With members of the Duke University men’s lacrosse team accused of raping a black stripper, the ensuing media firestorm has drawn a man familiar to many in the Yale community to its center.

Richard Brodhead ’68 GRD ’72 — the former Yale College dean who left in 2004 after decades as a Yale student, professor and administrator to serve as president of Duke — is facing a scandal that has shaken the school’s campus and raised a number of questions about relations between the predominantly black city of Durham, N.C., and the Duke student body, which is approximately 56 percent Caucasian. Some have praised Brodhead’s leadership during this trial, but others have questioned the speed and strength of his initial response. In New Haven, those who knew Brodhead well say the experiences he has gleaned from his Yale deanship, including the difficult town-gown dynamic of the Elm City, have influenced his handling of the controversy at Duke.

The allegations at the center of this case concern the stripper — a student at North Carolina Central University — who has said she was raped by three white members of the Duke lacrosse team at a March 13 party. After a nearly monthlong investigation, two sophomores on the team, Collin Finnerty and Reade Seligmann, were indicted on charges of first-degree rape, first-degree sexual offense and kidnapping of the woman. They have since been released on $400,000 bail each.

In the meantime, Brodhead canceled the lacrosse season and launched five committees earlier this month to investigate aspects of the case — including an examination of the Duke administrative response, which some have criticized for being too slow. He has also made several public statements on the Duke Web site as new developments in the case have been released and has spoken frequently with the media, appearing on “The Today Show” Wednesday morning.

Yale President Richard Levin, who began his presidency just as Brodhead was beginning his deanship, said he thinks his work with Brodhead on forging a better connection between Yale and New Haven has translated to Brodhead’s successful attention to relations between Duke and Durham. Levin said he thinks Brodhead has always been successful in dealing with high-pressure situations.

“There is, of course, a long history of town-gown tensions in New Haven, but the record of the last 13 years, as Dean Brodhead and I started together … has been, fortunately, a period of much closer connection and much better communication between the city leadership and civic organizations and the University,” Levin said.

New Haven Mayor John DeStefano Jr. also said progress was made during Brodhead’s tenure, though he said much work remains to be done in forging the connection between Yale and the city.

“It’s easy to practice politics by how you are different,” he said. “The more powerful way to do it is to make people see how they are the same, find places where they can cooperate and work together.”

In North Carolina, Duke Vice President of Student Affairs Larry Moneta said he believes Brodhead’s time at Yale has directly influenced his handling of the tricky town-university dynamic involved in the lacrosse incident.

“His sensitivity to community issues is quite heightened,” Moneta said. “He can see where the hot spots are. He was quick to reach out to the mayor [of Durham], community centers, and the president of North Carolina Central. It was a clear message to help reduce any tensions.”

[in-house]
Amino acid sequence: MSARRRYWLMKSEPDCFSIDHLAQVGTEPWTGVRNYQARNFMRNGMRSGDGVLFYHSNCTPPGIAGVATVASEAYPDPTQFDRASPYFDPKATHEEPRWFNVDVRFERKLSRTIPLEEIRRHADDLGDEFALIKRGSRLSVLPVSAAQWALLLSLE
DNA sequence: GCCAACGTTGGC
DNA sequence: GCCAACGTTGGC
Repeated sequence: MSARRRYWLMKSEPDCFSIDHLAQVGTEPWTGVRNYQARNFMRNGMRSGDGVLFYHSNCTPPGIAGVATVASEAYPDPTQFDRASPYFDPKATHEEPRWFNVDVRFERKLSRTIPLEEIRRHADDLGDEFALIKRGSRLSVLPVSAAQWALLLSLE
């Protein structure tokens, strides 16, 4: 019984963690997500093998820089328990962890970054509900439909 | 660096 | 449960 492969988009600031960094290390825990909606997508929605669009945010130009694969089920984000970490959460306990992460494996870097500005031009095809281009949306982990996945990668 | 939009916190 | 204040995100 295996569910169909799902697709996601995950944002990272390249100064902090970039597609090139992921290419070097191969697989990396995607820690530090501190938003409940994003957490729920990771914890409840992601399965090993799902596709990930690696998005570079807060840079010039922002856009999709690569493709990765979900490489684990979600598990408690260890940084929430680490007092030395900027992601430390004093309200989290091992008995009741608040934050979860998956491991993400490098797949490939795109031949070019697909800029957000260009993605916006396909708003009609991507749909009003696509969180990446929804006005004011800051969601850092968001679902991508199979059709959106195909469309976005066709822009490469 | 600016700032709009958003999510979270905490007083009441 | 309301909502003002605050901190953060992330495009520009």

But many in the Duke community were critical of Brodhead’s initial response to the accuser’s allegations, said Seyward Darby, editor of the independent student newspaper the Duke Chronicle.

“Initially, a lot of people were not pleased,” Darby said. “The criticism was that he was moving too slowly, that he wasn’t taking into account the magnitude of the situation.”

This dissent died down after Brodhead began releasing statements and giving press conferences, Darby said, though it has not been quelled entirely.

“There are still mixed opinions about what he’s doing,” she said. “Some of the lacrosse players and their supporters feel like he’s left them out to dry and that he should show more support for their team and didn’t need to cancel their season.”

Still, Brodhead has achieved specific accomplishments in bridging the gap between Duke and Durham since he filled the presidency, said John Burness, senior vice president for public affairs and government relations at Duke.

“President Brodhead has had a positive influence on town-gown relations,” Burness said. “Duke’s relations with the Durham community actually have been far stronger than one might have guessed from recent media reports. I suspect that’s why despite all the tensions the media describe, the community has not splintered but, in fact, has come together during the current crisis.”

On Tuesday, Duke announced a program that will refurbish several hundred computers in Durham public schools each year. In February, Brodhead and Durham Public Schools Superintendent Ann Denlinger launched three programs, costing about $1 million in total, which are focused on improving teaching in Durham public schools.

While there was no controversy of the same nature while he was at Yale, Brodhead was faced with a number of challenging circumstances while serving as Dean, Yale officials said.

Yale Director of Athletics Thomas Beckett pointed to Brodhead’s handling of the death of four Yale students in a 2003 car accident.

“He provided extraordinary leadership during a tragic time and helped to provide comfort for all members of the community,” Beckett said.

The committee appointed by Brodhead to examine the on-campus and off-campus culture of the men’s lacrosse program at Duke will present its recommendations by May 1. The committee evaluating the Duke administration’s response to the lacrosse controversy is expected to report its findings to the president by May 15.